Dynamic Data Fields
Adding and Removing Data Fields
To add a dynamic data field, select one from the middle section of the Insert menu.
Dynamic data fields can be added directly to your document, or inside a regular text box.
Until the data field is populated with some information, it displays its name. For instance, <ZIP/Postal Code>.
Reserve a sufficient amount of space for data fields that import information from outside sources, such as data from a file or from Contacts or Address Book. To make sure that everything fits in your design, go to the Print dialog, select contacts if you are going to print for them, and check the print preview. The length of Page Number or Date and Time fields can be verified right in the main window when you edit your document.
You can combine regular text with dynamic data fields in the same text box. This way you can create text with variable parts, and use it for merge printing. It is useful for printing a number of name badges of business cards with the same design but different personal information.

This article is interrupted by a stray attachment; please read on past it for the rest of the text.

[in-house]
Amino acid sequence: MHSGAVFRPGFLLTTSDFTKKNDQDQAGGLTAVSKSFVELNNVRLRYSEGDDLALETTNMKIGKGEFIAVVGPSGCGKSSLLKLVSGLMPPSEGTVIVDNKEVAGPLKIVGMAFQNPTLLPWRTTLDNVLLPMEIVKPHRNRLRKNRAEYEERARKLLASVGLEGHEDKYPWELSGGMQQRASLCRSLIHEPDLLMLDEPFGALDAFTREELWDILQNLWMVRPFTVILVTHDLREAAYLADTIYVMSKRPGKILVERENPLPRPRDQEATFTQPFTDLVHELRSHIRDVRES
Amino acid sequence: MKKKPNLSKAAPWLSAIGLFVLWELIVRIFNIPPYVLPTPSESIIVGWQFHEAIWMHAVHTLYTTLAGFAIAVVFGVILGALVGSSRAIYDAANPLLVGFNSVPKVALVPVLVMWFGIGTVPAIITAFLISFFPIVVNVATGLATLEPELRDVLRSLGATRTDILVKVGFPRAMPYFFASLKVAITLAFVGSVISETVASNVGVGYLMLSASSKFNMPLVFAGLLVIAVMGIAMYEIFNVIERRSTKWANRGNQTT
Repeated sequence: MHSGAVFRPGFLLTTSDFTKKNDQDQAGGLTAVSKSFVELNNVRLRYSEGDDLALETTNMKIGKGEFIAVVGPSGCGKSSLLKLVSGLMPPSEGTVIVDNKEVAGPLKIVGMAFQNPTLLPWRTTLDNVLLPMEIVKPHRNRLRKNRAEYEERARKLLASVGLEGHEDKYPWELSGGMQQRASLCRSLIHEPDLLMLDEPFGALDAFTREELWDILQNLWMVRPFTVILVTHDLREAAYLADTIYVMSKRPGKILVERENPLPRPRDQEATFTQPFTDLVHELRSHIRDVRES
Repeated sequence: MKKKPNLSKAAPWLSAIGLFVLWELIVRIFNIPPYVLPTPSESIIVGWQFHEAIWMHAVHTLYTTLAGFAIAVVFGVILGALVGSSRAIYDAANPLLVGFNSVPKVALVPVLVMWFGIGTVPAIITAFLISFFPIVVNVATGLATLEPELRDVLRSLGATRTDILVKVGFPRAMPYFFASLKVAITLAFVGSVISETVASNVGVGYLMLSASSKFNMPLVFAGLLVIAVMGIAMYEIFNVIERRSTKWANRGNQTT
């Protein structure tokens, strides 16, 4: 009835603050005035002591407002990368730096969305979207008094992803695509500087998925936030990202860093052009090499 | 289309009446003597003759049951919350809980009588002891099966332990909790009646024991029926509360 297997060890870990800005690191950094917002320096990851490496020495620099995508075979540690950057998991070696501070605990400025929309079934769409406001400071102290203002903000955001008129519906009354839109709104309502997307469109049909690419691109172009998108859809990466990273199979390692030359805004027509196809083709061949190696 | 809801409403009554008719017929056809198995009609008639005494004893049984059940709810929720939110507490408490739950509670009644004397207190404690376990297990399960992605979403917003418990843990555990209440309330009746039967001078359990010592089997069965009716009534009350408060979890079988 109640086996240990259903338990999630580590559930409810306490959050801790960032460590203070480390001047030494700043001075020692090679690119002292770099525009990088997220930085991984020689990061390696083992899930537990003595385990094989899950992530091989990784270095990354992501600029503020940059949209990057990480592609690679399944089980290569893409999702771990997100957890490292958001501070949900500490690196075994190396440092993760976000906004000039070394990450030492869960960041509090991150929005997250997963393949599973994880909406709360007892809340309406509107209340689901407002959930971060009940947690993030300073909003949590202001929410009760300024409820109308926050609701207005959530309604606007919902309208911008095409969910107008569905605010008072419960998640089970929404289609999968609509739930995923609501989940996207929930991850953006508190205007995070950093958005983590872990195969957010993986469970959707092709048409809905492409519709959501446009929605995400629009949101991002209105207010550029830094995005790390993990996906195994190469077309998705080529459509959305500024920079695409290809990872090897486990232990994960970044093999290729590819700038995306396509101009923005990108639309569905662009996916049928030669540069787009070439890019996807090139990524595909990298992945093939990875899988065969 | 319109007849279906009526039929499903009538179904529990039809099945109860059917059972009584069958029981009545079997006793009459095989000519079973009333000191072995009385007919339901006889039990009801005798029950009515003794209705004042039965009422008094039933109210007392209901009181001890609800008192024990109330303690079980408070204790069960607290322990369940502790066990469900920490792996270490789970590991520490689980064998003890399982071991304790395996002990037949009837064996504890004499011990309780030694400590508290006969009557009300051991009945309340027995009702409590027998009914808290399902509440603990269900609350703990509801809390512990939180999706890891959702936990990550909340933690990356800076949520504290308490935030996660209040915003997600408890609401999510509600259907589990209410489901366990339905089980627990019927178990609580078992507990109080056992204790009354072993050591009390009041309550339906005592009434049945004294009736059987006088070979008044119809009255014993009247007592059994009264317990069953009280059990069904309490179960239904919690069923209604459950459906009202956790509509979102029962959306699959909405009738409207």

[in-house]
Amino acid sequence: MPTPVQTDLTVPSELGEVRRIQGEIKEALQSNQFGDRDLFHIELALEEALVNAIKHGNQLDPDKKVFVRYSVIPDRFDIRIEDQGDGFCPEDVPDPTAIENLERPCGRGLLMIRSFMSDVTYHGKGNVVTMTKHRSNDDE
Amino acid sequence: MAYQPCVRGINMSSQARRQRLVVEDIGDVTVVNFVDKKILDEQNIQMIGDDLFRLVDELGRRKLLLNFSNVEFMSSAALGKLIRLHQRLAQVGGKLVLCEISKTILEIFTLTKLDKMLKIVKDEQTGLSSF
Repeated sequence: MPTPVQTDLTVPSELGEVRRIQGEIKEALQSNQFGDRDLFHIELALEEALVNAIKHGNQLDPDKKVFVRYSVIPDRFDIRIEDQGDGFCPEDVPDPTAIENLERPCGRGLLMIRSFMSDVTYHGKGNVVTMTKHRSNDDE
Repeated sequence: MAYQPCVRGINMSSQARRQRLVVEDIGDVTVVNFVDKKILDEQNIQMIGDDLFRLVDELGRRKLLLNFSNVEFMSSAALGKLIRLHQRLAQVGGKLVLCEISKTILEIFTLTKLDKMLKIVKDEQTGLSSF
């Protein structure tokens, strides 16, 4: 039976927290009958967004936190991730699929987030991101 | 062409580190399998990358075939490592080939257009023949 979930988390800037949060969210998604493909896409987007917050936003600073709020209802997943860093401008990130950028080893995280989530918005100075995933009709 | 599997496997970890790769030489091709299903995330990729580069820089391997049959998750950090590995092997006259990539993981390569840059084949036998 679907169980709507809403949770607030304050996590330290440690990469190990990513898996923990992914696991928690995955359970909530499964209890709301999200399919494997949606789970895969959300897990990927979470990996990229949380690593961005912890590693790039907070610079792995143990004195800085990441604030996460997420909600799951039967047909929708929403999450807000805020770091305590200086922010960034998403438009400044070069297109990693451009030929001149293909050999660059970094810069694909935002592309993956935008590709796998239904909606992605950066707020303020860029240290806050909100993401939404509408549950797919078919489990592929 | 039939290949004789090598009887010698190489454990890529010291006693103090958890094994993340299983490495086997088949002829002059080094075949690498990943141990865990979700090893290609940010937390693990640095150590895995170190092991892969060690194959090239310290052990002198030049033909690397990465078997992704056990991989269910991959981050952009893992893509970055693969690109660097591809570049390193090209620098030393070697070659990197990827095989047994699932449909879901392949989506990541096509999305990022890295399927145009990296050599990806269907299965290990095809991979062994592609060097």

To add text inside a field with dynamic data, double-click on it to activate the editing mode, and then place the cursor before or after the data field and type.
To remove a standalone dynamic field, select it and hit the Delete key.
To remove a dynamic field inserted into a text box, double-click on the text box to enter the editing mode. Then click on the dynamic field to select it, and press on the Delete key.
Using a Text Box to Group Data Fields
Placing data fields inside a text box lets you manipulate all related data fields as a single object. This can be used with address fields.
This technique also makes the position of fields flexible. Each data field changes its location depending on the amount of text before it. It is extremely helpful when data is inserted into the fields automatically while each piece of data takes different amount of space. Let's take address labels as an example. Here we have data fields placed directly on the label.
As you can see, we properly arranged the city, state and ZIP code in the second line. Now, let's open the Print dialog to preview labels with the rest of addresses inserted.
The "San Francisco" address looks nice because we looked at this address when manually positioned the data fields. The space in the middle of the "New York" address is too big. The name of the city become shorter but the positions of the state and ZIP code didn't change. There is the opposite problem with the "Prince Frederick" address. The city name goes over the following text.
If we put the address fields into a text box, the problem described above disappears. The name of the state just follows the city name however long it could be.